Below is an annotated list of children's literature for the elementary classroom. The books are organized by the Six Elements of Social Justice Curriculum Design (Picower, 2007). It is based on work by pre-service teachers at Montclair State University. They have read and reviewed these books and provided insights into how they can be used in K-5 settings.

Thursday, October 18, 2018

Giraffes Can't Dance

Giraffes Can't Dance
Author: Giles Andreae
Illustrator: Guy Parker-Rees
Grade Level: Pre-K - Kindergarten
Purchase Here! 

Gerald was a Giraffe who thought he couldn’t dance. When he would try to dance like the other animals, his knees would buckle and he would fall. When the annual Jungle Dance would come around all the other animals would be dancing, the lions would tango and the rhinos would rock ‘n’ roll, but Gerald would just stand and watch until this year. The year Gerald went out and tried to dance like the other animals but they made fun of him. Gerald ran into the forest where he met a cricket who told him he may just dance to a different song. Then, Gerald started dancing to the sounds of the trees and grass, and he found his song. He finally felt confident in dancing! The animals one by one started to enter and saw that Gerald could dance!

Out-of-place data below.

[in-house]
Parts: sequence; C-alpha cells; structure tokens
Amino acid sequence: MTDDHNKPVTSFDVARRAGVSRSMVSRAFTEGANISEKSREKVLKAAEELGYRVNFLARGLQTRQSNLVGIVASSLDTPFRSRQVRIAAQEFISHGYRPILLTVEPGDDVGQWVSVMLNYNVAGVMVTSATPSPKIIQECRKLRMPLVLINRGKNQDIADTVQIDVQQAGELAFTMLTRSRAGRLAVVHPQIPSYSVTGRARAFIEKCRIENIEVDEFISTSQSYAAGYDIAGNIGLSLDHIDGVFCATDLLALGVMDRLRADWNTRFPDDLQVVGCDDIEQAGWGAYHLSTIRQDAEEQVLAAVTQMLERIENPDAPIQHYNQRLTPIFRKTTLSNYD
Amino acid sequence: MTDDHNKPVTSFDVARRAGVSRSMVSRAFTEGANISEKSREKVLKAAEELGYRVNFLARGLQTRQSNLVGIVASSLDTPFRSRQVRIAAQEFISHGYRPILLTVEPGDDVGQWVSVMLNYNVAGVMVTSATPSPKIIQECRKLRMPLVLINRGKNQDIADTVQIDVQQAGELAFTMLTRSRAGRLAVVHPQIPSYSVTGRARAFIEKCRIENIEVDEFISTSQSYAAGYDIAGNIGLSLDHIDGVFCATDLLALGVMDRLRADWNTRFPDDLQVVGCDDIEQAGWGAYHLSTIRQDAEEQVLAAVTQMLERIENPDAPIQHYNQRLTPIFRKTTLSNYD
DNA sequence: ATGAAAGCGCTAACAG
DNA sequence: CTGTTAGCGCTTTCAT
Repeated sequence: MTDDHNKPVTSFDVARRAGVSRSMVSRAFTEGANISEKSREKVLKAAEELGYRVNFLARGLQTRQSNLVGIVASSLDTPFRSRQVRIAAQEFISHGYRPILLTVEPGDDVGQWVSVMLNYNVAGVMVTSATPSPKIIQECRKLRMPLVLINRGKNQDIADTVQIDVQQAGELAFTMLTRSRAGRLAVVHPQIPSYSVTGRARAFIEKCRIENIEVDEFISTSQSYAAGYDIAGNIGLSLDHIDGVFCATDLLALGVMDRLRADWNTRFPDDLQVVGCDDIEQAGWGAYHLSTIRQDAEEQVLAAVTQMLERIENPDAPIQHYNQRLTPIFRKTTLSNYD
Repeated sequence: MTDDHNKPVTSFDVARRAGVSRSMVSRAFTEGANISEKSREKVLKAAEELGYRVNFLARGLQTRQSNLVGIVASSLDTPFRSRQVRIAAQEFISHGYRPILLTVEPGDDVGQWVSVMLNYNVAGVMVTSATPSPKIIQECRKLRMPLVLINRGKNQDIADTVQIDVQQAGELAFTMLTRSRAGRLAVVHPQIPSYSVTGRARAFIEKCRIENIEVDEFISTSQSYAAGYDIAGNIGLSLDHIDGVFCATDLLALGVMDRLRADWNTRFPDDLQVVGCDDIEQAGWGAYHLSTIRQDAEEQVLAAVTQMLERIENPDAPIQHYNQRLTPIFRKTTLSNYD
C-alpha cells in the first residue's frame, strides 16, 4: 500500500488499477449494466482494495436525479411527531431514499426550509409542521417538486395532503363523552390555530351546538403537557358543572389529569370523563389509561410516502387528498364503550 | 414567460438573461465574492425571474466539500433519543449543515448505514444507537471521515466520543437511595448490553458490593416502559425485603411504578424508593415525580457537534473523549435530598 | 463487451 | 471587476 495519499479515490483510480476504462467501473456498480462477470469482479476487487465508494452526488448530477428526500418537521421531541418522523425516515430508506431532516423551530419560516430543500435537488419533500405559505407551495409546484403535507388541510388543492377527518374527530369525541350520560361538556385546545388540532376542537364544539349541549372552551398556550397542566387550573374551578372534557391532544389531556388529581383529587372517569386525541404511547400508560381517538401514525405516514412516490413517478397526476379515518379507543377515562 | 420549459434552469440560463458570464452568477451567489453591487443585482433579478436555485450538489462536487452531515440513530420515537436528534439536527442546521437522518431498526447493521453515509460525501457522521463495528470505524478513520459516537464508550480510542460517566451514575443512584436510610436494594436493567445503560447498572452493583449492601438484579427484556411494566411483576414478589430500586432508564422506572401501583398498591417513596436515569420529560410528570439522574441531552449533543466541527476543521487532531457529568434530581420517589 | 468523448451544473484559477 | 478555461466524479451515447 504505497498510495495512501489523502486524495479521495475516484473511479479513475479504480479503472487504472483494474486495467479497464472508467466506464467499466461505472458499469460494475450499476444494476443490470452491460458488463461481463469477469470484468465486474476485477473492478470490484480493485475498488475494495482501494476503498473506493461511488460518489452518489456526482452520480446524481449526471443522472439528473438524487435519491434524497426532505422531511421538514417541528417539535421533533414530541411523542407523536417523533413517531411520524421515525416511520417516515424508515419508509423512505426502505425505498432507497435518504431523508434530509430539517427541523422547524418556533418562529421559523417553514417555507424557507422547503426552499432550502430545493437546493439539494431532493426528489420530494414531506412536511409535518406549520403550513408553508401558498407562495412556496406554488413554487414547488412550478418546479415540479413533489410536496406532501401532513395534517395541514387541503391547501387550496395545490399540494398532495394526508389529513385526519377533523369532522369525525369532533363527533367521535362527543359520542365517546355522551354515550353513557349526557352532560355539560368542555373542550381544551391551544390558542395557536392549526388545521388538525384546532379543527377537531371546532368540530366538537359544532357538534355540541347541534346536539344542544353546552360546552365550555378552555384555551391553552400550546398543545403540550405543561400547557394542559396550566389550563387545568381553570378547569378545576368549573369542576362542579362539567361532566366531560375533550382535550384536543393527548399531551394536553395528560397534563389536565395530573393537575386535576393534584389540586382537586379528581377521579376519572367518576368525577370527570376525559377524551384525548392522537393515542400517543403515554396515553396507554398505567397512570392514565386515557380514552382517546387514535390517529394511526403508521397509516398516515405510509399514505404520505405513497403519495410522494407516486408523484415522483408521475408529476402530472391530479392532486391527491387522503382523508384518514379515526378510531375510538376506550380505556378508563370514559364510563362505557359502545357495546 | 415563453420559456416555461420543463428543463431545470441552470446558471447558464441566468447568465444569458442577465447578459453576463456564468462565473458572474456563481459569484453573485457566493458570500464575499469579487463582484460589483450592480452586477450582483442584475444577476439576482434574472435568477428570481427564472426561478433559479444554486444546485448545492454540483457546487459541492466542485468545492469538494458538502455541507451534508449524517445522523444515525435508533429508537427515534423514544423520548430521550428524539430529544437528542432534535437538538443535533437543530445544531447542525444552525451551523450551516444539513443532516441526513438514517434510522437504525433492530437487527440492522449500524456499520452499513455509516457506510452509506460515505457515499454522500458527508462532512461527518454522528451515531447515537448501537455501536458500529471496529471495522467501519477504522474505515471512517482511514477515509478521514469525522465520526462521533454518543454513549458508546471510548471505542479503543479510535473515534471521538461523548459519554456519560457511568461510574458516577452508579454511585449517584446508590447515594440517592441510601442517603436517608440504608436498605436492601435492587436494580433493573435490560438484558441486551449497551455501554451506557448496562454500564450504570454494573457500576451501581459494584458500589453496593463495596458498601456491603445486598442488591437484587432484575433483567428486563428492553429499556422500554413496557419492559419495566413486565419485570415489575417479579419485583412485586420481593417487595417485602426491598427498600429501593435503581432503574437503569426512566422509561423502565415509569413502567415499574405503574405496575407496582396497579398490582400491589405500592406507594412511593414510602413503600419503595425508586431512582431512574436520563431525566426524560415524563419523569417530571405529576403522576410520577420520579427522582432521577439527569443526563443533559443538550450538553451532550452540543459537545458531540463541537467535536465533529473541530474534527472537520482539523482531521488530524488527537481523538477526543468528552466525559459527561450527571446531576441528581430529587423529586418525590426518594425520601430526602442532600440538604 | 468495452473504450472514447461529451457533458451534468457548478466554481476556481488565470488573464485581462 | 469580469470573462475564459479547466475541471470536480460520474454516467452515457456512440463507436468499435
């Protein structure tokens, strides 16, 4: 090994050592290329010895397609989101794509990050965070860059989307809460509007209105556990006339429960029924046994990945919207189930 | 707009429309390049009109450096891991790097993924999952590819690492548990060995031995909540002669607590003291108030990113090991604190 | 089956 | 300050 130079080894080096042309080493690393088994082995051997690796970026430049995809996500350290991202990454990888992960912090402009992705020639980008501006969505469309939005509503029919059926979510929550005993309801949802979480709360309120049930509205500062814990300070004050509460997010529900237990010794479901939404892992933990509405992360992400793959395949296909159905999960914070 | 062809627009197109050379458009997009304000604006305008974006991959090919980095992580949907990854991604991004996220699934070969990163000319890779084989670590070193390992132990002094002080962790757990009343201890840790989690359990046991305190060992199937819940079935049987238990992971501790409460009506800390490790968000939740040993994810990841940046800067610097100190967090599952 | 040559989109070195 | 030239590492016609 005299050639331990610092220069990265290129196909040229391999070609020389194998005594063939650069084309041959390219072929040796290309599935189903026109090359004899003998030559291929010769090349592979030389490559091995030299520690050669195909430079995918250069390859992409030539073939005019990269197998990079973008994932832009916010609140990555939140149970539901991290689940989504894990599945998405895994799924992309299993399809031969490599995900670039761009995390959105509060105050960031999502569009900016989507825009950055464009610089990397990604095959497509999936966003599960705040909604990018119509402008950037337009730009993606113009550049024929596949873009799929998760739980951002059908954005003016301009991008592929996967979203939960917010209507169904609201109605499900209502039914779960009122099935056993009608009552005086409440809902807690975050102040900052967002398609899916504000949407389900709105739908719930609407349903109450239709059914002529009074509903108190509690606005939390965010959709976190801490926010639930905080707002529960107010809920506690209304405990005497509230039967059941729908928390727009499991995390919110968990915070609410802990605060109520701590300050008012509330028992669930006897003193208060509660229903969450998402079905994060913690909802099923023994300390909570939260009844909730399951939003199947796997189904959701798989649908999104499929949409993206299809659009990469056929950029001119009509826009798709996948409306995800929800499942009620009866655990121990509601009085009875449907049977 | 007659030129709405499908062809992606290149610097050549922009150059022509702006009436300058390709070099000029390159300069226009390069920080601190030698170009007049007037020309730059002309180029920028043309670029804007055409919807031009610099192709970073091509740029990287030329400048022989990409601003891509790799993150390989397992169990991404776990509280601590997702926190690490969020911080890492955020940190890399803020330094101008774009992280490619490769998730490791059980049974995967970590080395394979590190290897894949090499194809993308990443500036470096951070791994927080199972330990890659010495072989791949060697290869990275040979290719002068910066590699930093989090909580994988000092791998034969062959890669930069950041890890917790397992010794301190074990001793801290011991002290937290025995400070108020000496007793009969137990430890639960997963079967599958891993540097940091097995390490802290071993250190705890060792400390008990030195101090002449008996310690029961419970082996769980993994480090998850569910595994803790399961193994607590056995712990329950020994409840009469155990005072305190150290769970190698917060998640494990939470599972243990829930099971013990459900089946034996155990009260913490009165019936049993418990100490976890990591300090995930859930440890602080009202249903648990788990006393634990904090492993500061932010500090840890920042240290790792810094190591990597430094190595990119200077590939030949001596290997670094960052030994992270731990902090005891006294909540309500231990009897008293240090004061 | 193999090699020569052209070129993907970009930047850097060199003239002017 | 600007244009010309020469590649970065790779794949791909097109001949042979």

Element 1 - Self love and Knowledge:
Giraffes Can’t Dance is a story about a Giraffe who thinks he can’t dance because the way everyone else danced was not the way he could dance. Gerald would get upset and self conscious when he would try to dance the way everyone else was dancing. But once he finds his own song he is able to dance the way he feels comfortable. As well, when Gerald is finally comfortable dancing he is doing it for himself, rather than focusing on what the other animals are thinking. He is literally dancing to the beat of his own song.  He learns to love his dancing and his body just the way it is.

Follow Up:
To go off of the idea of being good at things we’re not I would have the students we’ll talk about the things that we think we’re not good at. In that process we’ll talk about why we think we’re not good at something and reframe it in a positive light. For example a student may not think they are athletic because the can’t run fast, but they may be able to throw a ball really far so they are athletic! With this idea the students will go back to their journals and write about something they think they’re not good at, then the student will reframe it with something they are good at but enjoy doing and how they feel positively about themselves.

More Resources! 
Even More Resources!
Lesson Plans!

No comments:

Post a Comment